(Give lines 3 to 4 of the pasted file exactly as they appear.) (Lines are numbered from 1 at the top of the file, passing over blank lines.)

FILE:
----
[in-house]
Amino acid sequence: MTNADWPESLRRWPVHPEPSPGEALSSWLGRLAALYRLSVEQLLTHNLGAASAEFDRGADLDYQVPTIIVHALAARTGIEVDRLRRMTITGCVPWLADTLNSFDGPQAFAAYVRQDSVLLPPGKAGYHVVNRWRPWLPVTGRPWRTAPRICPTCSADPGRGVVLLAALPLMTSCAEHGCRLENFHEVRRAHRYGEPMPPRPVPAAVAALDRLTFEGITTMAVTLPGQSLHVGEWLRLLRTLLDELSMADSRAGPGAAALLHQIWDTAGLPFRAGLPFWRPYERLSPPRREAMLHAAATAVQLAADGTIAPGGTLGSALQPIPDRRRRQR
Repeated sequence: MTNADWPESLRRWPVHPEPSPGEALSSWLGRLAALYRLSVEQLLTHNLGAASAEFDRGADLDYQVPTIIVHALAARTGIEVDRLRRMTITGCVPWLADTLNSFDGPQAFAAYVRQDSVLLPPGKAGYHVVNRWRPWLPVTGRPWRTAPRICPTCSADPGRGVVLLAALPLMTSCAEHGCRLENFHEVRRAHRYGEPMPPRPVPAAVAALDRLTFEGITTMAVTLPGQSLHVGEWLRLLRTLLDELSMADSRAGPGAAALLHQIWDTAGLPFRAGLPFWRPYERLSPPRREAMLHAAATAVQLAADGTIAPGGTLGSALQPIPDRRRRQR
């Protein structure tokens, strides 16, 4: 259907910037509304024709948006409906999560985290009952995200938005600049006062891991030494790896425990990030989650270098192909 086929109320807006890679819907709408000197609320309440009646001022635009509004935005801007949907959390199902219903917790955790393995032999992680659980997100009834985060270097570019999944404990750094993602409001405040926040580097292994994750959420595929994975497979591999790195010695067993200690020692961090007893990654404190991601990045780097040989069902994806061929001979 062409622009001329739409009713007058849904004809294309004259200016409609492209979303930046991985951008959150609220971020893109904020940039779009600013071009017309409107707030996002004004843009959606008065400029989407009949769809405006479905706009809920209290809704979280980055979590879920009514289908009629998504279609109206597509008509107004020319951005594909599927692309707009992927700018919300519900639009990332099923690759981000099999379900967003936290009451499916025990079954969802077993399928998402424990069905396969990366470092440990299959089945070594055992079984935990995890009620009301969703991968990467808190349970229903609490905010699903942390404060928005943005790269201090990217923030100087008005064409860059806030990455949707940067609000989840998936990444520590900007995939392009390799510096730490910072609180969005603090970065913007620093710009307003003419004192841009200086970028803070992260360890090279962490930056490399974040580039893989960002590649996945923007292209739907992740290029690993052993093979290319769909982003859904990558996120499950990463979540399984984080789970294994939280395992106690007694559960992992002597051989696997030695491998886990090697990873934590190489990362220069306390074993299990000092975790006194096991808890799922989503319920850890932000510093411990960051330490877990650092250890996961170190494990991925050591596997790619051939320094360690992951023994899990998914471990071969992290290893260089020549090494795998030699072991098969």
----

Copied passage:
Repeated sequence: MTNADWPESLRRWPVHPEPSPGEALSSWLGRLAALYRLSVEQLLTHNLGAASAEFDRGADLDYQVPTIIVHALAARTGIEVDRLRRMTITGCVPWLADTLNSFDGPQAFAAYVRQDSVLLPPGKAGYHVVNRWRPWLPVTGRPWRTAPRICPTCSADPGRGVVLLAALPLMTSCAEHGCRLENFHEVRRAHRYGEPMPPRPVPAAVAALDRLTFEGITTMAVTLPGQSLHVGEWLRLLRTLLDELSMADSRAGPGAAALLHQIWDTAGLPFRAGLPFWRPYERLSPPRREAMLHAAATAVQLAADGTIAPGGTLGSALQPIPDRRRRQR
């Protein structure tokens, strides 16, 4: 259907910037509304024709948006409906999560985290009952995200938005600049006062891991030494790896425990990030989650270098192909 086929109320807006890679819907709408000197609320309440009646001022635009509004935005801007949907959390199902219903917790955790393995032999992680659980997100009834985060270097570019999944404990750094993602409001405040926040580097292994994750959420595929994975497979591999790195010695067993200690020692961090007893990654404190991601990045780097040989069902994806061929001979 062409622009001329739409009713007058849904004809294309004259200016409609492209979303930046991985951008959150609220971020893109904020940039779009600013071009017309409107707030996002004004843009959606008065400029989407009949769809405006479905706009809920209290809704979280980055979590879920009514289908009629998504279609109206597509008509107004020319951005594909599927692309707009992927700018919300519900639009990332099923690759981000099999379900967003936290009451499916025990079954969802077993399928998402424990069905396969990366470092440990299959089945070594055992079984935990995890009620009301969703991968990467808190349970229903609490905010699903942390404060928005943005790269201090990217923030100087008005064409860059806030990455949707940067609000989840998936990444520590900007995939392009390799510096730490910072609180969005603090970065913007620093710009307003003419004192841009200086970028803070992260360890090279962490930056490399974040580039893989960002590649996945923007292209739907992740290029690993052993093979290319769909982003859904990558996120499950990463979540399984984080789970294994939280395992106690007694559960992992002597051989696997030695491998886990090697990873934590190489990362220069306390074993299990000092975790006194096991808890799922989503319920850890932000510093411990960051330490877990650092250890996961170190494990991925050591596997790619051939320094360690992951023994899990998914471990071969992290290893260089020549090494795998030699072991098969």